Ontario Court Dismiss Complaints Over Stars Group’s Shares

Publish: 16.08.2018

It sometimes happens that certain accounting practices, although perfectly legal, cause a lot of problems for all sides involved and affected by the share value of a particular company.

The Canadian online poker and gaming company Stars Group knows what we’re talking about since it’s the latest enterprise to have had serious problems due to this potentially very hazardous phenomena.

The situation is even more confusing because of one small fact: it was caused by the Stars Group itself, which allowed a number of share conversion options for its employees, options related to the ownership of the company’s shares.

The Stars Group survives following the court’s decision

So what actually happened?

The aforementioned options were used by the Stars Group’s employees during the 2017 financial year but were never accounted for in the company’s reports. Due to this error – no matter whether it was intentional or not – the yearly results were increased by one-fifth since the compensation expense wasn’t part of the whole calculation.

At this point, you’re starting to get the idea of how serious the whole situation can be. Concerned shareholders Polar Multi-Strategy Master Fund and Verition Canada Master Fund Ltd filed a complaint against the Stars Group, worried by what will happen to all those unconverted shares.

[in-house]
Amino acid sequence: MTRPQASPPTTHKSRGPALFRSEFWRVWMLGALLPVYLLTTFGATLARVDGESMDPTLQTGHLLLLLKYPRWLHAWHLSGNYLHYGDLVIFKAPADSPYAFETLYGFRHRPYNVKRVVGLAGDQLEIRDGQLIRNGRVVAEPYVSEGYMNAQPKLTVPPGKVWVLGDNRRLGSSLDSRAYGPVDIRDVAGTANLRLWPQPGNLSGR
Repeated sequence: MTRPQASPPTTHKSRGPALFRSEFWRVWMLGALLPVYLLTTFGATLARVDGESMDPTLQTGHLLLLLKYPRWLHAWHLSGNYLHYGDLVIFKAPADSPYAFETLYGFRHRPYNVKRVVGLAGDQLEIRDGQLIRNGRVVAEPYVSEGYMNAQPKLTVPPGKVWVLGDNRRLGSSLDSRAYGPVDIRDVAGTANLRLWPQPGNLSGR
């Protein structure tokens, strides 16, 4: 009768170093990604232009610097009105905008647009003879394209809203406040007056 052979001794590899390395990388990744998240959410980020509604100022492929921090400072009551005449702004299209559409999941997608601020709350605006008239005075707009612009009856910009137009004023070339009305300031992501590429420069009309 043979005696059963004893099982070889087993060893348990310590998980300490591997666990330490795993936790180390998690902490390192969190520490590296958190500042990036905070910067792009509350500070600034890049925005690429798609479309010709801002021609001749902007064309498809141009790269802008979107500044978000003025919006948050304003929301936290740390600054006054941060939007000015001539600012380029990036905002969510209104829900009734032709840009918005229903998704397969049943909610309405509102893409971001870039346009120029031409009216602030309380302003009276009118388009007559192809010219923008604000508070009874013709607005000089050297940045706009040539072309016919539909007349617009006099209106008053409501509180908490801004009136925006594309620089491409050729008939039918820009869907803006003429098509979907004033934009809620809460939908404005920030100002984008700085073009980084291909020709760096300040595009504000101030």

The good news for the Stars Group is that the Ontario Superior Court of Justice has dismissed the complaint since the conversion of all preferred shares is directly in conflict with the company’s articles of continuance. Commenting on the court’s decision, the group’s governance has expressed their satisfaction, stating the mandatory conversion would cause serious problems for the Toronto-headquartered business.

Experts were unanimous the mandatory conversion would put the company in a situation that could cause a severe and almost insuperable problem for its operations.

What Now?

Following the court’s ruling, all of the preferred shares will be converted into common shares. Such a move will without a doubt have a significant impact on the group’s balance sheet and its overall financial appeal since common shareholders will be able to pay dividends, but not before preferred shareholders are paid out.

Preferred shareholders have far more privileges than common shareholders since the latter represents a mere form of equity ownership or a form of security to be more precise. More importantly, preferred shareholders have greater financial benefits.

One thing is certain, though. If the decision of the Ontario Superior Court of Justice had been different, and if the shares had been converted as fund administrators planned, the online gaming giant wouldn’t have survived the process.

The Stars Group was founded in 2001 as Amaya Inc but changed its name to The Stars Group Inc. on August 1, 2017. Today, the Toronto-headquartered company owns some of the industry-leading gaming brands such as PokerStars, PokerStars Casino, BetStars, Full Tilt, and the PokerStars Live brands, and through its ownership of Sky Betting & Gaming, a mobile-led leading online gaming operator, licenses the Sky Bet, Sky Vegas, Sky Casino, Sky Bingo and Sky Poker online gaming brands.

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